peace commissioners , went to Osborno , Isle
of Wight. Ibis afternoon , In order to dine
and sleep there and bid farewell to Qjecn
Victoria , who starts for Scotland on Wednes
Colonel Hay'r letter of recall has no' jet
arrived hero crd irobably will be presentcl
by his successor.
Mrs. Hay VOB also Invited to Oaborne , hut
was unable to go , owing to the fact that
she was absent on the continent.
The royal yacht will meet Colonel Hay at
Portsmouth and will convey him to Cowes.
Potato niotn In IlarlmdoOR.
KINGSTON , Jamaica , Aug. 29. Advices
received here today from the Island of Bar-
badoes , belonging to Great Britain , report
widespread potato riots. Riotous gangs of
men have been looting the produce of the
plantations during the night. Following the
recent shooting of the speaker of the House
of Assembly In mistake for an obnoxious
landlord , these demonstrations are consid
ered to bo of a serious nature and more
troubles are anticipated.
Slot Dentil In the Alp * .
BERNE , Swltzer.and , Aug. 29. Dr , John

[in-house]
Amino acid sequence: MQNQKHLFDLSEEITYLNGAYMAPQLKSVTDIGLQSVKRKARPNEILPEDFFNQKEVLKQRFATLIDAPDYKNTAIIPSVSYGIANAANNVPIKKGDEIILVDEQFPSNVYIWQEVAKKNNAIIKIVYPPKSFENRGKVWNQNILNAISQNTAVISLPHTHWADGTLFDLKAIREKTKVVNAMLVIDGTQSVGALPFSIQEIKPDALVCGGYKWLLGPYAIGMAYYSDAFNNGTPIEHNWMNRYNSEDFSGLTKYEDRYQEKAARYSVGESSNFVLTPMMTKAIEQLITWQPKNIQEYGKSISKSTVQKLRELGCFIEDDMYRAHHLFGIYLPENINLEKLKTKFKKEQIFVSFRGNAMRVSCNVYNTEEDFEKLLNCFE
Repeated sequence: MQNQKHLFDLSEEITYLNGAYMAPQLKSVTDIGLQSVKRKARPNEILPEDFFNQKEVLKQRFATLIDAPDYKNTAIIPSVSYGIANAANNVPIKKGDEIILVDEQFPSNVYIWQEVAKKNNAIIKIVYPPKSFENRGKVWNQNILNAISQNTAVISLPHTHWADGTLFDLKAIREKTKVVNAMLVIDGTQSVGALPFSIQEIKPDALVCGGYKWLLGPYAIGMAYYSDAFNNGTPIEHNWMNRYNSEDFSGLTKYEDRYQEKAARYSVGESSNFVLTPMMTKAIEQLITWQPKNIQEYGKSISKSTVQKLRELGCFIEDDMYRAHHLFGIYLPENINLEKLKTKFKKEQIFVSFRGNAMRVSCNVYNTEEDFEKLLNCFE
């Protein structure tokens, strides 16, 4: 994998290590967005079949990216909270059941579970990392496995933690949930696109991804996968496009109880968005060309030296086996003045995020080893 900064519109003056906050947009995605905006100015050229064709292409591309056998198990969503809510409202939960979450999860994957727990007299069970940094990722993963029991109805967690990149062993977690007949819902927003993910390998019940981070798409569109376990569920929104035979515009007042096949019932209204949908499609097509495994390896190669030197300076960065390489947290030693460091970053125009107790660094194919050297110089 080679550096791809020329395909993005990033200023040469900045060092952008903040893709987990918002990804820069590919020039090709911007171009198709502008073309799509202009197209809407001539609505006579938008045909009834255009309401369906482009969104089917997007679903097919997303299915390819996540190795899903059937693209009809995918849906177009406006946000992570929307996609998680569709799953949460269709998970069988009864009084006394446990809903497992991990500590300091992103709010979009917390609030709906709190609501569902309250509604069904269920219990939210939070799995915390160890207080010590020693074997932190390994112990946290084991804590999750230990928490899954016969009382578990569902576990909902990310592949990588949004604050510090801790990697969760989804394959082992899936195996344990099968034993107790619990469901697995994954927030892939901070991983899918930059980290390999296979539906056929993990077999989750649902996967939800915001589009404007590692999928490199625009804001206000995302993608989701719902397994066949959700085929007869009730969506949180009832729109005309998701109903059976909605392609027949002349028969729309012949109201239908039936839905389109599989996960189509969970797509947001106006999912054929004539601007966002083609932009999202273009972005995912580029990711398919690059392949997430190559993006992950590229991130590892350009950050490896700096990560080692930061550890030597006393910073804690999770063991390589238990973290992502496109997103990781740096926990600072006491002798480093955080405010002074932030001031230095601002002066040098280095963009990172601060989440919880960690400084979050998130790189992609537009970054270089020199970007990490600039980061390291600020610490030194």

Hopklneon , an English electrical engineer ,
and his son and two daughters have been
killed while ascending the Dents de Velslvi ,
In the canton of Valas. ! the mountains of
which are among the highest In Europe , and
which are exposed to furious torrents and
destructive avalanches. The party had
gone on their perilous trip without the as
sistance of a guide.
Kiul of AVeUh Coal Jlliiem' Strike.
LONDON , Aug. 29. At n Joint mass meet
ing of the Welsh miners today It was de
cided to accent the employers' terms offered
at the Cardiff conference on Saturday , by
which the miners get nn Increase of 5 per
cent In wages. This ends the disastrous
six months' strike.
I'lnKtiv kurenilliiK In Iloinbay.
SIMLA , Aug. 29. It Is officially announced
that there were 2,300 deaths from the
plague last week In the Bombay presidency.
The epidemic Is spreading.
ANOTHER PHASE OF STRIKE
Freddent Breen of the Building Trades
Council Writes a Letter.
EXPLAINS ATTIIUDE OF THE UNIONS
Dill Not Intend In Tukr Snnj )
niciit on the School llonrtl nnU
Will Settle the Mnttrr on
, Aiiilciiblc Trrni * .
Member Sears of the Board of Education
has received another communication from
the Building Trades council regarding the
strike that Is now on among the employed
of the Doard of Education. The communi
cation comes from President J.V. . Urecn of